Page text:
The Washington Examiner is reporting that an email was sent out last Wednesday to Department of Education employees from Secretary Arne Duncan's office asking them to attend race hustler Al Sharpton's much smaller counter rally, to Glenn Beck's Restore the Honor rally (above) in Washington D.C. last weekend on the anniversery of Martin Luthr King Jr's famous I Have a Dream speech . Could you imagine if a Bush appointee sent out an email to employees asking them to attend such a rally like Beck's? I wonder how that would have been received. Condemnation probably would have been immediate and one would expect that there would be calls for the Secretary to step down. But since Duncan is a member of the favored party, no such calls will be forthcoming from the Mainstream Media complex for his scalp.
One might with equal reason assume that a challenge offered by columnist Mychal Massie to Sharpton and others will similarly be ignored. Massie specifically points out that "Walter Fauntroy blasted Glenn Beck's "Restoring Honor" rally and said the Ku Klux Klan and the tea party have to be "used interchangeably." To which Massie began to educate Mr. Fauntroy on the historical inaccuracies in his comparison...
The Ku Klux Klan was founded on Dec. 24, 1865. Shouldn't he, as a minister, be offended that the party he belongs to and shills for founded a terrorist hate group whose expressed purpose was to terrorize, intimidate and murder Jews, Blacks, Catholics and whosoever else they would, on the sacred eve of Christ's birth? As a minister, which should be more offensive, Beck's rally or that tidbit of fact?"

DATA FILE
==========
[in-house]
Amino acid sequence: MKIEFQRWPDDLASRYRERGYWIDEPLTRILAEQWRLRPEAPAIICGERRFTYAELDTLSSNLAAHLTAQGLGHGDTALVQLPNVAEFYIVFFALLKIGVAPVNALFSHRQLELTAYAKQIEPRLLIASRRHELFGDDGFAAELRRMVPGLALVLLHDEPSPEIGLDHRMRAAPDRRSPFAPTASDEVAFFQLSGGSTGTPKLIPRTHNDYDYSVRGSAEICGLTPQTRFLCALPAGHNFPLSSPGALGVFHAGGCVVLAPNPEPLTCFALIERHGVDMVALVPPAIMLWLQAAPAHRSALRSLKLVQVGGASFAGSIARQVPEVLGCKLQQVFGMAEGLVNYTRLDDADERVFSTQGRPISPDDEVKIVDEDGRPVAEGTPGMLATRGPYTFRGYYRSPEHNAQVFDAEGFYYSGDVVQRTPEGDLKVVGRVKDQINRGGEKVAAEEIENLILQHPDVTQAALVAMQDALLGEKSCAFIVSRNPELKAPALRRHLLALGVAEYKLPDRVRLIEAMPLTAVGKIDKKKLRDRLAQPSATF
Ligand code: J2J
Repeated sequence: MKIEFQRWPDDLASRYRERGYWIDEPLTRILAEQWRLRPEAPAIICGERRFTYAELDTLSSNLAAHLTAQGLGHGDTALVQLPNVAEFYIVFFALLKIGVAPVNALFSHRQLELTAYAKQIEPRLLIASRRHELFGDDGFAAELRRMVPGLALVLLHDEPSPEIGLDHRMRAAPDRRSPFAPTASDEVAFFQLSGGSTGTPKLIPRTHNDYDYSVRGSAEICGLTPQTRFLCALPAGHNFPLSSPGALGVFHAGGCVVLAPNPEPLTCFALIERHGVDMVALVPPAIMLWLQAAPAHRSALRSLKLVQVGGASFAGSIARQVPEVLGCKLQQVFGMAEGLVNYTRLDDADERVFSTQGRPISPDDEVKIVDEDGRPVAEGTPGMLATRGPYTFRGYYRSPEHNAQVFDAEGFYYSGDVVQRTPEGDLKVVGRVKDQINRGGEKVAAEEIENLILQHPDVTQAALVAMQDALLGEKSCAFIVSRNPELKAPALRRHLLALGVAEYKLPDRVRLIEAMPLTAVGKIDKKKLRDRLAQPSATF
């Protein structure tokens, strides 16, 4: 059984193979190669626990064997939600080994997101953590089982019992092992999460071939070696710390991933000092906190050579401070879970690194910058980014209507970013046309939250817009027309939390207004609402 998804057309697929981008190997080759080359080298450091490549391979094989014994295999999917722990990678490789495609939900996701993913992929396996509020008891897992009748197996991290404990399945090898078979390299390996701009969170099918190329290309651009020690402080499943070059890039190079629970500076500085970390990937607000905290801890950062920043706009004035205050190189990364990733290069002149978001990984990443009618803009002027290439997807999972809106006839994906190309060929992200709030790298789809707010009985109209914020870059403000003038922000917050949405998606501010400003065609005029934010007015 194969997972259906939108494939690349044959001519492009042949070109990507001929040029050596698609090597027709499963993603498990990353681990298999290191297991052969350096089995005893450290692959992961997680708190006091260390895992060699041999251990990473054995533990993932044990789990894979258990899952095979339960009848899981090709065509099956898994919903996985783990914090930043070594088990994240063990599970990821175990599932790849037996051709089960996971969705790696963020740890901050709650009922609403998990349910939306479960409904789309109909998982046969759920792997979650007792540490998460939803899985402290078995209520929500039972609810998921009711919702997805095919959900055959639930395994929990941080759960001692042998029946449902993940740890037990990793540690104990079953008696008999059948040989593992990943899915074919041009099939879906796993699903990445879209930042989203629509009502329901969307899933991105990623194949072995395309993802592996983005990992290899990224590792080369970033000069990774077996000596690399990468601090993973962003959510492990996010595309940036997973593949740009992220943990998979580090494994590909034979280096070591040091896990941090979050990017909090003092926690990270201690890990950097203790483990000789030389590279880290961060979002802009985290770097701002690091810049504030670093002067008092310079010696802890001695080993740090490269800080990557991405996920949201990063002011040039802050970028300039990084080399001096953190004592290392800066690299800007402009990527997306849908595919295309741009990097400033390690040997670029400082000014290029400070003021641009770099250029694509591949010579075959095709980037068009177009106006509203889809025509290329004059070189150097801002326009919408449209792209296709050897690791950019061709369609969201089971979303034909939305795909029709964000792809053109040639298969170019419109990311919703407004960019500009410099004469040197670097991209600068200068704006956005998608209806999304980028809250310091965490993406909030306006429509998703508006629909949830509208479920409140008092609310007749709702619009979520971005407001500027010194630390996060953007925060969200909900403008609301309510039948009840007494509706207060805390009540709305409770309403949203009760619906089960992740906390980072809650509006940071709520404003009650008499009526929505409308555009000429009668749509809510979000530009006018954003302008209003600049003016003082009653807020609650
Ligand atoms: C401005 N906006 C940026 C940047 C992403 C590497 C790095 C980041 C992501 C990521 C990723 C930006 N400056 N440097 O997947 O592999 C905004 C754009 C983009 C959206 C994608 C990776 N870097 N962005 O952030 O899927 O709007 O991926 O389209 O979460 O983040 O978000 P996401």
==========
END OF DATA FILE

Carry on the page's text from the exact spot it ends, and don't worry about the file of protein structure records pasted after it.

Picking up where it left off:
Concerning his debate challenge, Massie adds..
"Specific to that point, I say it's time for the likes of Fauntroy, Marc Morial of the National Urban League and Al Sharpton to defend their rhetoric. Over the years, I have quietly offered to debate these types – now I throw down the gauntlet and publicly challenge them. I will personally secure a venue to debate any one, or all of them together, pursuant to the legitimacy of their comments. After all, perhaps they have been misquoted or taken out of context. Perhaps they intended to say something else.
Fauntroy, [Marc] Morial and Sharpton are brave attackers in the comfort of their minions – but my challenge is now on the table to see if they have the collective backbone to face me in a debate. It's easy to throw stones from behind a fence, but let them step out and defend themselves publicly.
After all, it's just little ol' me. They can't be afraid to face me in a debate. Fauntroy and Sharpton are former presidential candidates, and Morial is certainly accustomed to making accusations from the secure confines of the National Urban League. Here is their chance to defend their convictions, in a public forum, against a lowly essayist such as myself.
C'mon boys, are you going to step up, or are you cowards talking loud and saying nothing, for the sake of fomenting discord?"
I don't really know that much about the respective records of Fauntroy or Morial regarding race relations. However, in the case of Sharpton, it would be highly inconsistent for him to accept such a debate when he has built an entire career upon "fomenting discord" and dodging the facts in efforts of self-promotion and the continued balkanization of American society.